Detailed quantifiable self-observation has a new handle. It is called ODL or Observations of Daily Living. The idea is that if you monitor your body in your daily life over time you’ll have more than just a snapshot of your health, you’ll have baselines and long-term trends.
If PHR products and services are to realize their potential to help people lead healthy lives and become engaged participants in their care, they must evolve in ways that maximize opportunities for innovation in meeting the varied needs of a population that has increasingly diverse health needs and goals. Ideally, PHR systems also should be responsive to patients’ different levels of self-efficacy, health literacy, familial supports, technological fluency and other factors. For any individual, a personal health record in the years to come might encompass the medical records that result from care delivered by multiple health care providers, observations such as weight or glucose readings that a person records directly, and data collected passively in the home and/or work environment by sensors and other biomonitors.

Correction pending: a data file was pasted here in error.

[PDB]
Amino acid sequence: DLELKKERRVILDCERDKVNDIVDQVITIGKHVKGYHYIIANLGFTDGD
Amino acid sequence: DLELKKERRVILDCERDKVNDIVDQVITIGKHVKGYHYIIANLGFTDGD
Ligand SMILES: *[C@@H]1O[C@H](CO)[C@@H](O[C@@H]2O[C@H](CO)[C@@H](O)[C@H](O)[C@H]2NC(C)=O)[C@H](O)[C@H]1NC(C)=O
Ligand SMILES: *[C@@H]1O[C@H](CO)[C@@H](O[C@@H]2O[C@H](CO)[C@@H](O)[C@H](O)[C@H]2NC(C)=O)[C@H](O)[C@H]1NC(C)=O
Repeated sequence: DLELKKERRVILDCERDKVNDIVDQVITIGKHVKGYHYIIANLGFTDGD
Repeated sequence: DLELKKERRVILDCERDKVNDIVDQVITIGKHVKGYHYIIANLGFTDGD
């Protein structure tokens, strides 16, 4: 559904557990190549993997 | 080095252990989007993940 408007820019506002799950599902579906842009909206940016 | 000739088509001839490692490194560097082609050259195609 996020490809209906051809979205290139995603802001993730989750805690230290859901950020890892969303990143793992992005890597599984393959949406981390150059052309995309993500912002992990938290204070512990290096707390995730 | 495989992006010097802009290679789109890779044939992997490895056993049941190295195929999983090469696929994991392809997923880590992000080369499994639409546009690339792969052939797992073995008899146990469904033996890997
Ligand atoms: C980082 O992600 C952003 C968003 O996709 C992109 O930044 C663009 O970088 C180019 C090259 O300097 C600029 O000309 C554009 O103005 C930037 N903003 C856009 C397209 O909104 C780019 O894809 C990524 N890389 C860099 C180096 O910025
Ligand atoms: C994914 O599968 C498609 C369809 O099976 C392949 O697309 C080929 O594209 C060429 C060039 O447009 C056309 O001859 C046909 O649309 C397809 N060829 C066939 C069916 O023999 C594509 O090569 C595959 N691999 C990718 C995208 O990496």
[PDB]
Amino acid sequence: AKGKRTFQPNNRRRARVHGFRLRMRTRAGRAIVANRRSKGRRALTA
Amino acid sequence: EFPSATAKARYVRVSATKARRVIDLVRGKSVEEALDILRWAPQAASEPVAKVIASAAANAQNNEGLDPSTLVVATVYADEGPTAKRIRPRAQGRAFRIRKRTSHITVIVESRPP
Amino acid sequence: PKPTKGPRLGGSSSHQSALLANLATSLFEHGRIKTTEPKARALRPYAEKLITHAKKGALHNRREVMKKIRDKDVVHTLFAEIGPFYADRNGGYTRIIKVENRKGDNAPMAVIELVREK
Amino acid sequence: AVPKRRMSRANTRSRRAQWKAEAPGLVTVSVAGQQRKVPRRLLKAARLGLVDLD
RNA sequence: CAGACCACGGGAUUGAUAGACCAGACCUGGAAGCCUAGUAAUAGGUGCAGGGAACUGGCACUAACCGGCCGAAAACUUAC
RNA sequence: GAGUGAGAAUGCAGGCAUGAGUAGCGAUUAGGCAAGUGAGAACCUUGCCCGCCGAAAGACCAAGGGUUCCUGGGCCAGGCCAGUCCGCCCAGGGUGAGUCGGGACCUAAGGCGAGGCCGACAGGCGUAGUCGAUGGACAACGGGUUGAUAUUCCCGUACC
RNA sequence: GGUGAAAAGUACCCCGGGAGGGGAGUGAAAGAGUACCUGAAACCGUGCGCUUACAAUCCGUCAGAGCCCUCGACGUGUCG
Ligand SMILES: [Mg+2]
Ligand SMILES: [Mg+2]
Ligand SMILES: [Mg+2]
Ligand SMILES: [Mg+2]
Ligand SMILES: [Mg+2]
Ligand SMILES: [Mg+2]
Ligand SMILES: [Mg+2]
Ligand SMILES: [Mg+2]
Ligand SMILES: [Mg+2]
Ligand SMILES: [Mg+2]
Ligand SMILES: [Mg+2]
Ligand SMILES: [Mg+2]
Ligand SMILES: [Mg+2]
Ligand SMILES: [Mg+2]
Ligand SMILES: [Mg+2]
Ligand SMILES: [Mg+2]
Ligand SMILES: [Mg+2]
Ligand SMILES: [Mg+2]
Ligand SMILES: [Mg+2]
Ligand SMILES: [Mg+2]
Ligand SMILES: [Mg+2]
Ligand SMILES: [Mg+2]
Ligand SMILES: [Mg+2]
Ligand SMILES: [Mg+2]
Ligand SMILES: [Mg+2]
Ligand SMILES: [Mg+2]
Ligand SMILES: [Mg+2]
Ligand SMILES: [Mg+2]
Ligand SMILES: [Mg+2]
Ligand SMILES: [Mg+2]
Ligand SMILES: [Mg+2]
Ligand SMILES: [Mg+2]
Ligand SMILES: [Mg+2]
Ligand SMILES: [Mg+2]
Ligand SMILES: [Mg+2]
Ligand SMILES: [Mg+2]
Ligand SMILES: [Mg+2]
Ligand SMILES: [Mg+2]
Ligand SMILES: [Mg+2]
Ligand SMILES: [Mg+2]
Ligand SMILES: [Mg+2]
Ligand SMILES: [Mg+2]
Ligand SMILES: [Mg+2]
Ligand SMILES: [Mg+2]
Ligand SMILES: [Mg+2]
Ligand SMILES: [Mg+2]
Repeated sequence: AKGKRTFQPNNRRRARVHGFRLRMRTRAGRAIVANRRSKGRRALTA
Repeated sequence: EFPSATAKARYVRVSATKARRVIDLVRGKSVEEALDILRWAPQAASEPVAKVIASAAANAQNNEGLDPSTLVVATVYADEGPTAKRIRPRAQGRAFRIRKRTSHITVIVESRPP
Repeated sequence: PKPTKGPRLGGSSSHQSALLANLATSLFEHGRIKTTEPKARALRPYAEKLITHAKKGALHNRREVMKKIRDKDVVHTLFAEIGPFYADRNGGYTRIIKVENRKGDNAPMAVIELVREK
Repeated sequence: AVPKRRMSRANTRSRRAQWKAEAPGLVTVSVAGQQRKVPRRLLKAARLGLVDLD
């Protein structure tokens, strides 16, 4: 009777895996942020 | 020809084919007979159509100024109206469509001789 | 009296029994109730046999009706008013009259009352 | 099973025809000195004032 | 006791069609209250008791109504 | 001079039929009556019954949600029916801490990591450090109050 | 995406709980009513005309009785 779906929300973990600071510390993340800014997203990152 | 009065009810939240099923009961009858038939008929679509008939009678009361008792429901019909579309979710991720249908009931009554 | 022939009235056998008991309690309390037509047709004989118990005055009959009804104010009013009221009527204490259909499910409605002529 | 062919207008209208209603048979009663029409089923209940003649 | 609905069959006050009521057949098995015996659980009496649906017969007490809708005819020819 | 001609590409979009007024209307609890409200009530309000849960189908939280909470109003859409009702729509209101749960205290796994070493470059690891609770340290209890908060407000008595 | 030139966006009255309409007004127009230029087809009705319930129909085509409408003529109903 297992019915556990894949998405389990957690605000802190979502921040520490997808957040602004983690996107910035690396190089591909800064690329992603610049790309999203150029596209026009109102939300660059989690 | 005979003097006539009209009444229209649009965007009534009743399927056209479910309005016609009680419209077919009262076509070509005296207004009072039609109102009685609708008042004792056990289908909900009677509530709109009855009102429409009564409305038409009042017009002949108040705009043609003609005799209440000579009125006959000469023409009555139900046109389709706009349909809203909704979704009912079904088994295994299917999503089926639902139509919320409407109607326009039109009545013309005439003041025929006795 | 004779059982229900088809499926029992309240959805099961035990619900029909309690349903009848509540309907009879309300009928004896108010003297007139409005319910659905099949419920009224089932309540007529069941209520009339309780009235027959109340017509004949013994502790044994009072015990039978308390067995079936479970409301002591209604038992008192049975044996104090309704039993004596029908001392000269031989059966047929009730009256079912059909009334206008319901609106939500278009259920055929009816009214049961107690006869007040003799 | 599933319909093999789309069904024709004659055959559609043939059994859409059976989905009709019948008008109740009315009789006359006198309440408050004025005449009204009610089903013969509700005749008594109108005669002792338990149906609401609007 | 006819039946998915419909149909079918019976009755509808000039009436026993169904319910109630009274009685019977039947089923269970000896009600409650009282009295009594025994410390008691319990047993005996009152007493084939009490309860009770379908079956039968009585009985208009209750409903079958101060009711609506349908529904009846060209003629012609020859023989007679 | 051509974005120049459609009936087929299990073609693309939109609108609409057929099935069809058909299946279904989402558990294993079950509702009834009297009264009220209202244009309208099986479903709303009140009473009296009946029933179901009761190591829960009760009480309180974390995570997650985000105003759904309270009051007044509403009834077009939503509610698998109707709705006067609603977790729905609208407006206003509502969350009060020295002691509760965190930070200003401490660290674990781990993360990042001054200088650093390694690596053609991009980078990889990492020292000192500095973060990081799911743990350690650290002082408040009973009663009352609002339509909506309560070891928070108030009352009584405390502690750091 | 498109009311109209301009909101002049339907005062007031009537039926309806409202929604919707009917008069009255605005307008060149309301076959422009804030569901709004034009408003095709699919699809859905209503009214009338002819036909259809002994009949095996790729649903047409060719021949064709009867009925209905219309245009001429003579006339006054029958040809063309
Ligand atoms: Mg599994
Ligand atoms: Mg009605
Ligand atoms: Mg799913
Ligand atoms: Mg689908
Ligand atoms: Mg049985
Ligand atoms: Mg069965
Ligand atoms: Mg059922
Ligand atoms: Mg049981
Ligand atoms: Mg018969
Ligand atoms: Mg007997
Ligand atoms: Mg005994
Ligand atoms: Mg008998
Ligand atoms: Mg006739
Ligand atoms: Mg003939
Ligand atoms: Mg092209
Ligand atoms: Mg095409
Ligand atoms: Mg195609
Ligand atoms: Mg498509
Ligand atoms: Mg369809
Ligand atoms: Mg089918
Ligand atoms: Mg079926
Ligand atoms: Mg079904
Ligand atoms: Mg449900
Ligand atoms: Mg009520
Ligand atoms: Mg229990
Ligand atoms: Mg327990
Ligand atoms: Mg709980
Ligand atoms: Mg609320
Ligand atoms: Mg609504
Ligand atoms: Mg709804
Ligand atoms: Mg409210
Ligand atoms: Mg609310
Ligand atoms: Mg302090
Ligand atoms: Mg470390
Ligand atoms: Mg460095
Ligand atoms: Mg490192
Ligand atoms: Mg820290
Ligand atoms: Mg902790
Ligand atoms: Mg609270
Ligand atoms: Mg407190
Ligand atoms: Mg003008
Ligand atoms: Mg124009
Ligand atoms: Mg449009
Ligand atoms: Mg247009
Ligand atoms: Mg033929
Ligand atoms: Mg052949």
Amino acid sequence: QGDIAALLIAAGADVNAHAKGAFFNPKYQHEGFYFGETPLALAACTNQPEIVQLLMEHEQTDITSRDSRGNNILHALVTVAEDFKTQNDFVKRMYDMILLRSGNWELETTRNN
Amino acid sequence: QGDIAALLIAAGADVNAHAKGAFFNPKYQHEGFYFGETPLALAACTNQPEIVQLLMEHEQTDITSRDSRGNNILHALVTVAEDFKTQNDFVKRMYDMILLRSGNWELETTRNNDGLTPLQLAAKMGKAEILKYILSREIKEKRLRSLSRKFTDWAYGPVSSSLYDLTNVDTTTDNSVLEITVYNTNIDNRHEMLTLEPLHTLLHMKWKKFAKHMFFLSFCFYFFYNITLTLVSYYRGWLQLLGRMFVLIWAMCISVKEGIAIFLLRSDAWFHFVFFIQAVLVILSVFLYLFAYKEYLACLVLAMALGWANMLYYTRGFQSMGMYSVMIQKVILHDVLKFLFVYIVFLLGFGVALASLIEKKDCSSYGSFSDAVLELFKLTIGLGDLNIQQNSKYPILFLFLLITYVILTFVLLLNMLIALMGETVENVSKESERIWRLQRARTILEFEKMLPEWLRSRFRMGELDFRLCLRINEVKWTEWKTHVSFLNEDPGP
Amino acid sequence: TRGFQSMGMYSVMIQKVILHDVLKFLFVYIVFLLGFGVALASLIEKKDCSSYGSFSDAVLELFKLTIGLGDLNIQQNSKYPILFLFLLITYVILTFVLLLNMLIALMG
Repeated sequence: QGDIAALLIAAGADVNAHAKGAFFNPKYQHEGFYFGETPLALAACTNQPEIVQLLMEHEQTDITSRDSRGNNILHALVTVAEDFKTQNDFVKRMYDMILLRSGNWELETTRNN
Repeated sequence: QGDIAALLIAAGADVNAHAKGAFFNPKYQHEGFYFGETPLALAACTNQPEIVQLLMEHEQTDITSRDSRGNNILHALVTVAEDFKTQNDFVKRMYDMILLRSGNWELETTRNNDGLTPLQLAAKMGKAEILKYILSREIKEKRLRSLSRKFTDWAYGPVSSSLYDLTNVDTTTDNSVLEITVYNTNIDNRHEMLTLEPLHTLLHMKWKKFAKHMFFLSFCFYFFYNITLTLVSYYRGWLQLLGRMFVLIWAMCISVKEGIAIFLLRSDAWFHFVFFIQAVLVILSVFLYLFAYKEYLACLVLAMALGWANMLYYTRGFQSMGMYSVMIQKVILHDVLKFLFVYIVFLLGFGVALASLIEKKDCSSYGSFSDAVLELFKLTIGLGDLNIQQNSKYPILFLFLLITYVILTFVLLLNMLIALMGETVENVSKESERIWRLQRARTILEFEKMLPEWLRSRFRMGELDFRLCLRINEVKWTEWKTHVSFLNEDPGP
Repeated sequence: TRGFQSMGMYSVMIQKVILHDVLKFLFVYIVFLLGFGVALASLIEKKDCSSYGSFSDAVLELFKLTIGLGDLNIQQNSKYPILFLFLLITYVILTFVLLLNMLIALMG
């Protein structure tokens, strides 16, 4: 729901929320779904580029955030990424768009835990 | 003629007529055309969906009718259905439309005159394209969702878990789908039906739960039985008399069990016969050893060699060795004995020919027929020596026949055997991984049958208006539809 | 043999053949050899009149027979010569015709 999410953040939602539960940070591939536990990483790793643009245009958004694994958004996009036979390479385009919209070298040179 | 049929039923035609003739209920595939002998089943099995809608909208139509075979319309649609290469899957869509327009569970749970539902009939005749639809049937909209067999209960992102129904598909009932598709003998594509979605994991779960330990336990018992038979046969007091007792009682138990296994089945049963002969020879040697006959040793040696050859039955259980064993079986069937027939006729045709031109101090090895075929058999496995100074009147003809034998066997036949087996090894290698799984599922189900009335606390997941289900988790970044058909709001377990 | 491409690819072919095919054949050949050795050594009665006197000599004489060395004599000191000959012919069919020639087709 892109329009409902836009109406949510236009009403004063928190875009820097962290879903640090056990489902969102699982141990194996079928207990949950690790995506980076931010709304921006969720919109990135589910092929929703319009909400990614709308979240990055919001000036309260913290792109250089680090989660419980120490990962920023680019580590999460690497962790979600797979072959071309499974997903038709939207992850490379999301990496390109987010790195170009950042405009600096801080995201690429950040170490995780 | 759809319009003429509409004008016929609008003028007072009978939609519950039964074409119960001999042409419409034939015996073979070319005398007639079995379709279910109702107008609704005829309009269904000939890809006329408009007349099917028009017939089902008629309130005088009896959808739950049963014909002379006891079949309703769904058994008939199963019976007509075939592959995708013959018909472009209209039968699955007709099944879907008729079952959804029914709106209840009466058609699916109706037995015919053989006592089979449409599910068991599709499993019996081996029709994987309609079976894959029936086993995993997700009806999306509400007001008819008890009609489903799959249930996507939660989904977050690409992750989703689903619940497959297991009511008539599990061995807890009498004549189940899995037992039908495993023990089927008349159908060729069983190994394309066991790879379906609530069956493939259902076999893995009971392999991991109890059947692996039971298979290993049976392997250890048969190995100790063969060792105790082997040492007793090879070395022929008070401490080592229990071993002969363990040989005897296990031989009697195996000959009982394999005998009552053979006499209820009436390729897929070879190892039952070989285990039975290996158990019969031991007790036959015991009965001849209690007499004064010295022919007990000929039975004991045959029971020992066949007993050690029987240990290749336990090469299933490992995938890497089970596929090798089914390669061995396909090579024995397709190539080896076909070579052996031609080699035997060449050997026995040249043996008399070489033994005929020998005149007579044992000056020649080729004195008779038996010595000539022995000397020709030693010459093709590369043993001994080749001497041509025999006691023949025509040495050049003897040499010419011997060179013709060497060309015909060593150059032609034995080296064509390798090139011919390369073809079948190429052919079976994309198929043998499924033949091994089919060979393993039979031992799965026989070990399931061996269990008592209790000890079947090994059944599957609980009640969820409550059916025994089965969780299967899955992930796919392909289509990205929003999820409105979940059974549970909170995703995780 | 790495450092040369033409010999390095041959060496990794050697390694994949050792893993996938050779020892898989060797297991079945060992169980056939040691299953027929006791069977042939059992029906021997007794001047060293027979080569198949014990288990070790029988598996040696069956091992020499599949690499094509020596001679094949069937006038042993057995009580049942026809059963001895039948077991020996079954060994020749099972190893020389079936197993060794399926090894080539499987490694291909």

In his post, Gilles had linked to a useful primer published by the Robert Wood Johnson Foundation. Health Populi blog also has a post on ODL with an interesting follow-up comment by Steve Downs of Project Health Design:
The prominence that ODLs (as opposed to items in the institutional/clinical record) took as our project teams went through their user-centered design processes was one of the early findings from Project HealthDesign. Many people were looking for the sort of immediate feedback that would allow them to take action — and that required data on how they live day to day.